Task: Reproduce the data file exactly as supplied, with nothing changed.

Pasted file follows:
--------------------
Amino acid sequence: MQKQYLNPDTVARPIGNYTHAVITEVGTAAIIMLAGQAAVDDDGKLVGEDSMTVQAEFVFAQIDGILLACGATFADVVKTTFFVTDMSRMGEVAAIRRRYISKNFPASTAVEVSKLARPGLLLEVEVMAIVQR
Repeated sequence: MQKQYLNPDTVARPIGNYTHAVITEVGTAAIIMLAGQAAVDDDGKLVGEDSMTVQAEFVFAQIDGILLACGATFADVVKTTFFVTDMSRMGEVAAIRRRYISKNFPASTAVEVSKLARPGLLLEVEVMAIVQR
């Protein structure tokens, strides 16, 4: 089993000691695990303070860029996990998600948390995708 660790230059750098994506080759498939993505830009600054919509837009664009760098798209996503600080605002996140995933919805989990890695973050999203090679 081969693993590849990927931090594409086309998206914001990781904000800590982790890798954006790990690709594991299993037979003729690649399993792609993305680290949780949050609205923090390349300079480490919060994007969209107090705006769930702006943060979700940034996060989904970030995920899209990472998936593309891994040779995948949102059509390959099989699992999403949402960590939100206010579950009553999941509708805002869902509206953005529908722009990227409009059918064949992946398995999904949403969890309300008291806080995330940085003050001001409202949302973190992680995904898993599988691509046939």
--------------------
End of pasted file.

Amino acid sequence: MQKQYLNPDTVARPIGNYTHAVITEVGTAAIIMLAGQAAVDDDGKLVGEDSMTVQAEFVFAQIDGILLACGATFADVVKTTFFVTDMSRMGEVAAIRRRYISKNFPASTAVEVSKLARPGLLLEVEVMAIVQR
Repeated sequence: MQKQYLNPDTVARPIGNYTHAVITEVGTAAIIMLAGQAAVDDDGKLVGEDSMTVQAEFVFAQIDGILLACGATFADVVKTTFFVTDMSRMGEVAAIRRRYISKNFPASTAVEVSKLARPGLLLEVEVMAIVQR
């Protein structure tokens, strides 16, 4: 089993000691695990303070860029996990998600948390995708 660790230059750098994506080759498939993505830009600054919509837009664009760098798209996503600080605002996140995933919805989990890695973050999203090679 081969693993590849990927931090594409086309998206914001990781904000800590982790890798954006790990690709594991299993037979003729690649399993792609993305680290949780949050609205923090390349300079480490919060994007969209107090705006769930702006943060979700940034996060989904970030995920899209990472998936593309891994040779995948949102059509390959099989699992999403949402960590939100206010579950009553999941509708805002869902509206953005529908722009990227409009059918064949992946398995999904949403969890309300008291806080995330940085003050001001409202949302973190992680995904898993599988691509046939």